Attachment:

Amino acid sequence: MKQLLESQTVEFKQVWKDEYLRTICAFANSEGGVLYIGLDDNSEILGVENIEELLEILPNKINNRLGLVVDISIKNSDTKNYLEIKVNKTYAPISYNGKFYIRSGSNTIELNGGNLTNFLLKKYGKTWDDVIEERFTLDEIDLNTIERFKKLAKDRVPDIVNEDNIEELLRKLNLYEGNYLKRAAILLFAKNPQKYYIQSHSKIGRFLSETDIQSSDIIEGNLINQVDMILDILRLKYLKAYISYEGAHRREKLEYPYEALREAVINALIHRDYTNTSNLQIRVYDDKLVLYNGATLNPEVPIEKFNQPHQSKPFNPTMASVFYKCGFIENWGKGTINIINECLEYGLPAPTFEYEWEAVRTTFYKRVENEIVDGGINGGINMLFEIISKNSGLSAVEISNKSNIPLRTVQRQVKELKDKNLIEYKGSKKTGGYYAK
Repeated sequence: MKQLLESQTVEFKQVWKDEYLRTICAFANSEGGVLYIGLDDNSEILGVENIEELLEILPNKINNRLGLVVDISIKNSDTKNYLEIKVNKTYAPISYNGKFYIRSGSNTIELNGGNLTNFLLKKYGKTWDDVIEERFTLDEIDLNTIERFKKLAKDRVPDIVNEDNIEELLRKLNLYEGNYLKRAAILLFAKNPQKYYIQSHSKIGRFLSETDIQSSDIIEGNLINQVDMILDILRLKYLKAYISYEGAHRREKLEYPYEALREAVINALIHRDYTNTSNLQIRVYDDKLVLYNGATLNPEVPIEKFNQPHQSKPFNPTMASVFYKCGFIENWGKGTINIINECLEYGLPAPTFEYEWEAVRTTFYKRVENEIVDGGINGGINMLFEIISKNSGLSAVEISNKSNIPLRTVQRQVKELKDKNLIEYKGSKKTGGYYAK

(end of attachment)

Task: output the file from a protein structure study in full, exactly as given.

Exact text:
Amino acid sequence: MKQLLESQTVEFKQVWKDEYLRTICAFANSEGGVLYIGLDDNSEILGVENIEELLEILPNKINNRLGLVVDISIKNSDTKNYLEIKVNKTYAPISYNGKFYIRSGSNTIELNGGNLTNFLLKKYGKTWDDVIEERFTLDEIDLNTIERFKKLAKDRVPDIVNEDNIEELLRKLNLYEGNYLKRAAILLFAKNPQKYYIQSHSKIGRFLSETDIQSSDIIEGNLINQVDMILDILRLKYLKAYISYEGAHRREKLEYPYEALREAVINALIHRDYTNTSNLQIRVYDDKLVLYNGATLNPEVPIEKFNQPHQSKPFNPTMASVFYKCGFIENWGKGTINIINECLEYGLPAPTFEYEWEAVRTTFYKRVENEIVDGGINGGINMLFEIISKNSGLSAVEISNKSNIPLRTVQRQVKELKDKNLIEYKGSKKTGGYYAK
Repeated sequence: MKQLLESQTVEFKQVWKDEYLRTICAFANSEGGVLYIGLDDNSEILGVENIEELLEILPNKINNRLGLVVDISIKNSDTKNYLEIKVNKTYAPISYNGKFYIRSGSNTIELNGGNLTNFLLKKYGKTWDDVIEERFTLDEIDLNTIERFKKLAKDRVPDIVNEDNIEELLRKLNLYEGNYLKRAAILLFAKNPQKYYIQSHSKIGRFLSETDIQSSDIIEGNLINQVDMILDILRLKYLKAYISYEGAHRREKLEYPYEALREAVINALIHRDYTNTSNLQIRVYDDKLVLYNGATLNPEVPIEKFNQPHQSKPFNPTMASVFYKCGFIENWGKGTINIINECLEYGLPAPTFEYEWEAVRTTFYKRVENEIVDGGINGGINMLFEIISKNSGLSAVEISNKSNIPLRTVQRQVKELKDKNLIEYKGSKKTGGYYAK